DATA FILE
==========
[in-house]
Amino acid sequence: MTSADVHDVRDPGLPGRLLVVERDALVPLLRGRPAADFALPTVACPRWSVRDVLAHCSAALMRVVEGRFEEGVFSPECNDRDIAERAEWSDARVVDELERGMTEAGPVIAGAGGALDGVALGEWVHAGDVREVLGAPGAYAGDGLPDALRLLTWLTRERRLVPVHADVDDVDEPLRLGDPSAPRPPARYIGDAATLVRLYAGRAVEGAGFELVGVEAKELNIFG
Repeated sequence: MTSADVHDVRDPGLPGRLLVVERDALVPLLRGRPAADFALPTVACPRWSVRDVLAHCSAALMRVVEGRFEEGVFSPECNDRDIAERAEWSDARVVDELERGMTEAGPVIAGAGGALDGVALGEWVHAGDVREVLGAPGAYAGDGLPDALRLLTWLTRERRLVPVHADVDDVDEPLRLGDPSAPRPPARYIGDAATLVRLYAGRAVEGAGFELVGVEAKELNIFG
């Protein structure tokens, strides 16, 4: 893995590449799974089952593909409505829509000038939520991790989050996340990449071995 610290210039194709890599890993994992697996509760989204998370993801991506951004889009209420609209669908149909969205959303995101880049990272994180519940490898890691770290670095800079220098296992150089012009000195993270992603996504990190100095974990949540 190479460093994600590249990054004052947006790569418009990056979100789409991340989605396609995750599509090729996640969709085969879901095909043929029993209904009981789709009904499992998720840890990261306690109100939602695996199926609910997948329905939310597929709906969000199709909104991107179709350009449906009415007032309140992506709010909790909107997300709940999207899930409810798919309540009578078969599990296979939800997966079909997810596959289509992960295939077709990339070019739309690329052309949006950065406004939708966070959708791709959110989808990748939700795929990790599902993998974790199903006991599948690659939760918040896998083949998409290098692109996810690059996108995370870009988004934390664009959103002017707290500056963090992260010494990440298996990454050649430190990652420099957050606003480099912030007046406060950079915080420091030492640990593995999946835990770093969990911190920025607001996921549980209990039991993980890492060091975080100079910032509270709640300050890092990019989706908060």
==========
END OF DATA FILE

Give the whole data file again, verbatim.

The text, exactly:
[in-house]
Amino acid sequence: MTSADVHDVRDPGLPGRLLVVERDALVPLLRGRPAADFALPTVACPRWSVRDVLAHCSAALMRVVEGRFEEGVFSPECNDRDIAERAEWSDARVVDELERGMTEAGPVIAGAGGALDGVALGEWVHAGDVREVLGAPGAYAGDGLPDALRLLTWLTRERRLVPVHADVDDVDEPLRLGDPSAPRPPARYIGDAATLVRLYAGRAVEGAGFELVGVEAKELNIFG
Repeated sequence: MTSADVHDVRDPGLPGRLLVVERDALVPLLRGRPAADFALPTVACPRWSVRDVLAHCSAALMRVVEGRFEEGVFSPECNDRDIAERAEWSDARVVDELERGMTEAGPVIAGAGGALDGVALGEWVHAGDVREVLGAPGAYAGDGLPDALRLLTWLTRERRLVPVHADVDDVDEPLRLGDPSAPRPPARYIGDAATLVRLYAGRAVEGAGFELVGVEAKELNIFG
């Protein structure tokens, strides 16, 4: 893995590449799974089952593909409505829509000038939520991790989050996340990449071995 610290210039194709890599890993994992697996509760989204998370993801991506951004889009209420609209669908149909969205959303995101880049990272994180519940490898890691770290670095800079220098296992150089012009000195993270992603996504990190100095974990949540 190479460093994600590249990054004052947006790569418009990056979100789409991340989605396609995750599509090729996640969709085969879901095909043929029993209904009981789709009904499992998720840890990261306690109100939602695996199926609910997948329905939310597929709906969000199709909104991107179709350009449906009415007032309140992506709010909790909107997300709940999207899930409810798919309540009578078969599990296979939800997966079909997810596959289509992960295939077709990339070019739309690329052309949006950065406004939708966070959708791709959110989808990748939700795929990790599902993998974790199903006991599948690659939760918040896998083949998409290098692109996810690059996108995370870009988004934390664009959103002017707290500056963090992260010494990440298996990454050649430190990652420099957050606003480099912030007046406060950079915080420091030492640990593995999946835990770093969990911190920025607001996921549980209990039991993980890492060091975080100079910032509270709640300050890092990019989706908060």